Tuesday, July 28, 2015

The Loft - Film Review

I appreciate a good story just like anyone else, and will watch most any film either to get inspired. Escape from the mundane, or simply watch actors perform their roles, well maybe even directors navigate the story.   


So I watched The LOFT, in this case, mostly by force. Someone suggested the film for our weekly get together over wine and film talk. I rolled my eyes at first when I saw the selection, but nevertheless, engaged in viewing the story about five grown men intent on cheating, in their twisted world, decide to invest in an apartment/loft to use as they pleased. No one but the five would know of the place. Except fantasies often times, do not turn out well, in reality, because in the real world, there are consequences, and those consequences could turn into something unimaginable, or was it?   

I have to say I didn't like the film, nor the story, feeling lost and confused at times, not because I didn't follow it, it was too much, or just downright over the top, one mystery adding more to the next, and so on, unfolding in a way pretty predictable or at least it was to me. The only part I appreciated is when I announced to my film club what I thought was happening, it happened exactly the same time one of the actors assumed was also happening...hence the story...I cannot tell just in case you want to see it, or not. 

The annoying thing is that I have seen the 2010 version of the LOFT, and back then I knew I should have passed it, why I repeated the same mistake, I have no idea. 


Tuesday, July 14, 2015

French Film Recomends - On Bastille Day

I live for French films and watch them religiously through any means possible - legal means - that is. I have included here some of my favorites, and a list here of most all films I've seen, and there are even more which would take me forever to compile. But you get the point. . And oh... Happy Bastille Day France!!! May you continue to inspire me for the rest of my life...






Thursday, July 2, 2015

London Has Fallen - Gerard Butler - First Trailer

Here's the thing, not since 300, was there a film starring Gerard Butler  worth a mention. Not his fault, he delivered his best of acting, but the films had no audience, or proper marketibality.  Until of course Olympus Has Fallen in 2013. I guess Butler is meant to play in action films more than anything else. Since then I've been patiently waiting for London Has Fallen, and I can't believe we have to wait another six months - since the action packed film is slotted for 2016 release.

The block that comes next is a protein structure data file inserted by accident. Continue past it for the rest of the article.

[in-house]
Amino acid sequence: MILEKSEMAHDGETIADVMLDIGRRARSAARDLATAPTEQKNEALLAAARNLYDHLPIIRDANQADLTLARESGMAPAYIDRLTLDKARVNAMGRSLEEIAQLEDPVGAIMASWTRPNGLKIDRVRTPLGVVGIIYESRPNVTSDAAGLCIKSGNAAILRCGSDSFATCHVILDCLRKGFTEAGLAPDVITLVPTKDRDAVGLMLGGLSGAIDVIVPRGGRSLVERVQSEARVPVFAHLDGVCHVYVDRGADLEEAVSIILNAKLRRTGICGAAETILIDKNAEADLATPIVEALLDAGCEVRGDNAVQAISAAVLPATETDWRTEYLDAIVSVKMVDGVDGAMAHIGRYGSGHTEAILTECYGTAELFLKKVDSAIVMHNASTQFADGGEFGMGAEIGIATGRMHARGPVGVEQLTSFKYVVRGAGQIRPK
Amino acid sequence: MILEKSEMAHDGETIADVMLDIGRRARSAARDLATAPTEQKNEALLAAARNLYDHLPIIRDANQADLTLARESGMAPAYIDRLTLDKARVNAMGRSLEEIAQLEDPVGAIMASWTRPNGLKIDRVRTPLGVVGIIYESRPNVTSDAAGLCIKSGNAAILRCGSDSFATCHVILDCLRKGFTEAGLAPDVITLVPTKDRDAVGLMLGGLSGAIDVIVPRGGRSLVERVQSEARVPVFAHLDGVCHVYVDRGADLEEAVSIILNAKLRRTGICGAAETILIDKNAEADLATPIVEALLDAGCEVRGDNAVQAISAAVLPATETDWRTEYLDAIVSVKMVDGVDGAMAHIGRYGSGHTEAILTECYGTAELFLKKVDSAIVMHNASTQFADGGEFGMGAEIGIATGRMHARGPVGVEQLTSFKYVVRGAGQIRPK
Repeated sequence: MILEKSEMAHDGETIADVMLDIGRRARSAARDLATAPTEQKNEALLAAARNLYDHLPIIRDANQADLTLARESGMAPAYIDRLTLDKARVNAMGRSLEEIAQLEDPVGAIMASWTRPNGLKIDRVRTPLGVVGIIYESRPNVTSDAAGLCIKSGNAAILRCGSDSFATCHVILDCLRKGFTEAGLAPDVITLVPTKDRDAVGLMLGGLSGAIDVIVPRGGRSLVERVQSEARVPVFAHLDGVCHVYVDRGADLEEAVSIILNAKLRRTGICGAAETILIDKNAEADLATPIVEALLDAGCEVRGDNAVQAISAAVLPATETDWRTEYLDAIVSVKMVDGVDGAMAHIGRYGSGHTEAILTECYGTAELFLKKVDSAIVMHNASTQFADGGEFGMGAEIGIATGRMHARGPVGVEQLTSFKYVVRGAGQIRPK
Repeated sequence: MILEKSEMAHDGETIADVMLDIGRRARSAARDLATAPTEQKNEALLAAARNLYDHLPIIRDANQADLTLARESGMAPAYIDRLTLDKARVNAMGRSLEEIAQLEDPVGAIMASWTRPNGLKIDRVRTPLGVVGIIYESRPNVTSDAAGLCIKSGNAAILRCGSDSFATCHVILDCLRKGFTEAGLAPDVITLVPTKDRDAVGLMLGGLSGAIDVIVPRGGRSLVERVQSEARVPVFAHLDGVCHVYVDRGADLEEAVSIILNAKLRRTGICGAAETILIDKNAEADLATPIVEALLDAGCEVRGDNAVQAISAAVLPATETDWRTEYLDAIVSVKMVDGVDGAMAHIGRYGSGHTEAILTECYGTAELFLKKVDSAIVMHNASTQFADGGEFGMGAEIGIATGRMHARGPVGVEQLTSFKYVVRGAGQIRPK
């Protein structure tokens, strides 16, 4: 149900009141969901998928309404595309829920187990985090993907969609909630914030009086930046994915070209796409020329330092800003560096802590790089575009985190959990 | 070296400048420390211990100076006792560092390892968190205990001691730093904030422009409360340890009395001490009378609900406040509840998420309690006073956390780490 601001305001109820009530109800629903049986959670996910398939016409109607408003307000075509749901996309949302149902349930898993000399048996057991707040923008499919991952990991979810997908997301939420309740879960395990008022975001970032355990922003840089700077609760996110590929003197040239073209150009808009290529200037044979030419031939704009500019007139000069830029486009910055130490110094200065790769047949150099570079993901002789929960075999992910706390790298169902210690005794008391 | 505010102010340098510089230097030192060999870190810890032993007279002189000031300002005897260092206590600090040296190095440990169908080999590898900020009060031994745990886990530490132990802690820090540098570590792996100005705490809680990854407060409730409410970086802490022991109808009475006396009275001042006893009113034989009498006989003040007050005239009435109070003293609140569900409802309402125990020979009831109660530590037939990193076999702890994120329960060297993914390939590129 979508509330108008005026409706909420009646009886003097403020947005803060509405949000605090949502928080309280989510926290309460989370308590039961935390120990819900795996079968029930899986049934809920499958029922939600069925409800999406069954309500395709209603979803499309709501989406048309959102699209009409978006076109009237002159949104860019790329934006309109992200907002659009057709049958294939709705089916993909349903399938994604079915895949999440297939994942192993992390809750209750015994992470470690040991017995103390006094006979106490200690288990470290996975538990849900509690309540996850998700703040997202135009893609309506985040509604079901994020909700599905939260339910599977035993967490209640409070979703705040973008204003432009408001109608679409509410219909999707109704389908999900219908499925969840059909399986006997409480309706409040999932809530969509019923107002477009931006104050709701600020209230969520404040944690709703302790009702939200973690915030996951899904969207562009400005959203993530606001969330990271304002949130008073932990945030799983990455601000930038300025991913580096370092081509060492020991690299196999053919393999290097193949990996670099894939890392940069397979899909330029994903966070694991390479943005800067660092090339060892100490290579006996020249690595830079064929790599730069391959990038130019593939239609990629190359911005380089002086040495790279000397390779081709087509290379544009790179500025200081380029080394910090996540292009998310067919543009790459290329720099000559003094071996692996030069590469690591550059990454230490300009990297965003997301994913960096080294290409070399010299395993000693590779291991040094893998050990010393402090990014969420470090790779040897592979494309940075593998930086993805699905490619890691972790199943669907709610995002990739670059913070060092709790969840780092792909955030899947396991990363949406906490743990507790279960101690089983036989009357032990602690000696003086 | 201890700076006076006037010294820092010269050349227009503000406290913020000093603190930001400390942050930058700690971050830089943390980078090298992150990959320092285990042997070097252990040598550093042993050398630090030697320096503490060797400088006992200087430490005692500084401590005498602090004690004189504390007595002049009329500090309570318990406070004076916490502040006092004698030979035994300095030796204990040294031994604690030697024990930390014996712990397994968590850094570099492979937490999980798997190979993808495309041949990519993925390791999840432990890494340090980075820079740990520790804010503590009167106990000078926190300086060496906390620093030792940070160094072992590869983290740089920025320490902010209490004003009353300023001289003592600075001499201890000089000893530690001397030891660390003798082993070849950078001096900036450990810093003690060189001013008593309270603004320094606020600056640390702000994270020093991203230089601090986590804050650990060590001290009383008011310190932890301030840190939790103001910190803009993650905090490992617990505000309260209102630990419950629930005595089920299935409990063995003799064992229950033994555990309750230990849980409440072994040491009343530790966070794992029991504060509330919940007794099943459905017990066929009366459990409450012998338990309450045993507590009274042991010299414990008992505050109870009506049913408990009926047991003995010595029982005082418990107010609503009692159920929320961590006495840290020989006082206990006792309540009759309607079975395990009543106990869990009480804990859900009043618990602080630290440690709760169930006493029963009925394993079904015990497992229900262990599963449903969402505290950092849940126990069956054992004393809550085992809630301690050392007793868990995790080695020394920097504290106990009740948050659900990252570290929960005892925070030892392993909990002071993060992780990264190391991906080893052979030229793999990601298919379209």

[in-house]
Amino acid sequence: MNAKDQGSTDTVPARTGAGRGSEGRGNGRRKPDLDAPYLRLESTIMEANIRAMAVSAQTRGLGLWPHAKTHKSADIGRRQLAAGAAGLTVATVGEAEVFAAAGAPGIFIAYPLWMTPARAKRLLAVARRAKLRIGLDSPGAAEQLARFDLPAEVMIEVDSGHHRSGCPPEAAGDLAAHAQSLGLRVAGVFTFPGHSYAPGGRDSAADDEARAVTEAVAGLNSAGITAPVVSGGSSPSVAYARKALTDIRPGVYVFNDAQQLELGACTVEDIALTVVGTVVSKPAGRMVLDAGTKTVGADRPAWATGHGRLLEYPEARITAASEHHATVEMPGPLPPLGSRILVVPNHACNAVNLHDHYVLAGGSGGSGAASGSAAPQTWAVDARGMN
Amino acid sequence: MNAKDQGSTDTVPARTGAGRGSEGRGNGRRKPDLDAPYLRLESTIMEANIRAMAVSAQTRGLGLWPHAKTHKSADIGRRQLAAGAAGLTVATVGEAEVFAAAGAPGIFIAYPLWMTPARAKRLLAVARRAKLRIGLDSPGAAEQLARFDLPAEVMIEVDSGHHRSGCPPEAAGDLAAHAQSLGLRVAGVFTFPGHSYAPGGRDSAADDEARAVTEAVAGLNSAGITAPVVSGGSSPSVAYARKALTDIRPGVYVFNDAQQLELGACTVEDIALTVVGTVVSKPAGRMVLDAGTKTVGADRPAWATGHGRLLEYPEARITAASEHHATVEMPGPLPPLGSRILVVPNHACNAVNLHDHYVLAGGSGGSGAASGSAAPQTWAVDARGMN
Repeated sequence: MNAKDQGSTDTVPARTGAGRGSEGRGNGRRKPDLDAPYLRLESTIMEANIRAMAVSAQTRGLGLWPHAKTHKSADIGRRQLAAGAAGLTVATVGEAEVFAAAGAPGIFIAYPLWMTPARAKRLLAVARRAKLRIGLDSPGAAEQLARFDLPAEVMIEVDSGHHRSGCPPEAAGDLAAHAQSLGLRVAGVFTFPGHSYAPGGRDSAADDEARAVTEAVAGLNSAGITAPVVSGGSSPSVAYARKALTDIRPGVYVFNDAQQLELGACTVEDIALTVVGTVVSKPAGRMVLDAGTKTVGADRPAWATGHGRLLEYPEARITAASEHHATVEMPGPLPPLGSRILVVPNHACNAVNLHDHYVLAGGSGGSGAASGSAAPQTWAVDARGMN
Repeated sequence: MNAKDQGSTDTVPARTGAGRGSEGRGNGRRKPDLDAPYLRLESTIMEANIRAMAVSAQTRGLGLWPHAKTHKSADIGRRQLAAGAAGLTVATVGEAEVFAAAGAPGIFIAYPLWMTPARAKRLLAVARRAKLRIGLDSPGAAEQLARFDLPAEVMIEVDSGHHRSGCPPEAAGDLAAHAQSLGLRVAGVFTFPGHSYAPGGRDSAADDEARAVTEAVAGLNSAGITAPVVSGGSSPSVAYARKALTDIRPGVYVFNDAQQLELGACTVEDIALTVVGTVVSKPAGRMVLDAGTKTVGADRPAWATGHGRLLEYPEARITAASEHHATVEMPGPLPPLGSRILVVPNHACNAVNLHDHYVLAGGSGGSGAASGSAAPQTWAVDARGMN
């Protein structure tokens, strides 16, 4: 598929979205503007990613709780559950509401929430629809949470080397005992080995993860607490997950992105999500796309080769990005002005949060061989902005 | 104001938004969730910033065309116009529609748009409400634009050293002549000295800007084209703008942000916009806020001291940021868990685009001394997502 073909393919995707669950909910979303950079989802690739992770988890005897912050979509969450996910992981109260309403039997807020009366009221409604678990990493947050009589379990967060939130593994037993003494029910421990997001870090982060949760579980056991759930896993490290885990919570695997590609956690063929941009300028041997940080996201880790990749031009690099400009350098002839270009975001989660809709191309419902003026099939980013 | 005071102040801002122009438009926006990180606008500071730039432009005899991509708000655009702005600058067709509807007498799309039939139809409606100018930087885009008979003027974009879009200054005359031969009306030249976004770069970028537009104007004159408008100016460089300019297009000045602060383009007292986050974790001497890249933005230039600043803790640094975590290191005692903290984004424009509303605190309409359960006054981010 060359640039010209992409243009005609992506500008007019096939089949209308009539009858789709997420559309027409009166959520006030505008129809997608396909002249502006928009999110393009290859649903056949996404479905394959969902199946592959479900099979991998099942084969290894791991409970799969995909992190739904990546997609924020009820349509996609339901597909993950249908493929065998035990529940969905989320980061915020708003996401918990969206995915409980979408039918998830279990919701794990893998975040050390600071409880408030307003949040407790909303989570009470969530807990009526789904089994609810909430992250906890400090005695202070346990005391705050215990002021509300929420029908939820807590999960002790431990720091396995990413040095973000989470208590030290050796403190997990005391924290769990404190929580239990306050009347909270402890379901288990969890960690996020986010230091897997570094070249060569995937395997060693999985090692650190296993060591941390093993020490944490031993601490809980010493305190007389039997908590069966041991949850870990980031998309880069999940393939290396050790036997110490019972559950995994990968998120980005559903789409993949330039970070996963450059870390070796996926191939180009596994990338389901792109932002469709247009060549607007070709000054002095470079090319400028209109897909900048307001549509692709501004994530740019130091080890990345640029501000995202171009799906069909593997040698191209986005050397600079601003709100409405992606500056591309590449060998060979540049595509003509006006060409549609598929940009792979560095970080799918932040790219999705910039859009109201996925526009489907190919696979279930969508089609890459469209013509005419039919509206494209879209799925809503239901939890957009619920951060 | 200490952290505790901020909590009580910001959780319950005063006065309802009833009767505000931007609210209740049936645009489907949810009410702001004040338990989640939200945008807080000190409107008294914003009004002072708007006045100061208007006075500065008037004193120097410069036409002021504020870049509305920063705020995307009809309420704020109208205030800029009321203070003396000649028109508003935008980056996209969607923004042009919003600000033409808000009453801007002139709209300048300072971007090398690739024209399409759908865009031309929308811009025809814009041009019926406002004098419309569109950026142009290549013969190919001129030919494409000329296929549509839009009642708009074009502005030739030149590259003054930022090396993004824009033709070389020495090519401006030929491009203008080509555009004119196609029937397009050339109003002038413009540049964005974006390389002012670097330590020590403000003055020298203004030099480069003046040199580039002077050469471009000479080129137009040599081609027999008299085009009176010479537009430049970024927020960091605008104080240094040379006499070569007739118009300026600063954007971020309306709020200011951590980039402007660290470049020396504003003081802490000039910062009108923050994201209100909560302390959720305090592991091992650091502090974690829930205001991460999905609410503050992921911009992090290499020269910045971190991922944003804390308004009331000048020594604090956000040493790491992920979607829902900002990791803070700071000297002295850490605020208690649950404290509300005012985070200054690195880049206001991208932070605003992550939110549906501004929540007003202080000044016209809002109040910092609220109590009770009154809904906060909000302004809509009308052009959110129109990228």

Check out the trailer and let me know what you think - will London Has Fallen have the same impact as Olympus Has Fallen.


Friday, June 26, 2015

Who Says Films Don't Influence - In Home Decor That Is

One of my favorite things about film is the set decor. It is just as important as the clothes the actors wear. The decor plays a major role in defining the character, or the period of the film, and it has such an impact on the audience. Like me for example with the film AS GOOD AS IT GETS, You've GOT MAIL, or anything set in the east coast. I get inspired to improve my own style at home to look just like those homes.

Anyway, here's an article to prove my point. Which decor do you relate to most:





Thursday, June 18, 2015

Grace of Monaco - Nicole Kidman and A Film Review

Two weeks ago, while in Paris writing in my usual room at my favorite hotel by the Arc de Triomphe, I decided to turn the television for the first time in days. Mind you I had been in Paris for a week at this point. Anyway, to my surprise an English film with French subtitles - Grace of Monaco.

I watched it naturally, since I was truly an admirer of Grace Kelly, as an actor, a princess, and even her philanthropy work.

The sad thing is the film got really bad reviews, but I liked it. Not so much Nicole Kidman playing the role, I would have preferred Naomi Watts. But that's fine, she portrayed the character well enough for me to see past all of the flaws.

Anyway, the story is simply a period in Grace's life. More particular a political time when the French president Charles De Gaulle was in disagreement  on who Monaco should pledge it's allegiance to. The film suggests it was Grace who won the president over and was able to help in building a solid relationship between France and the Sovereign state.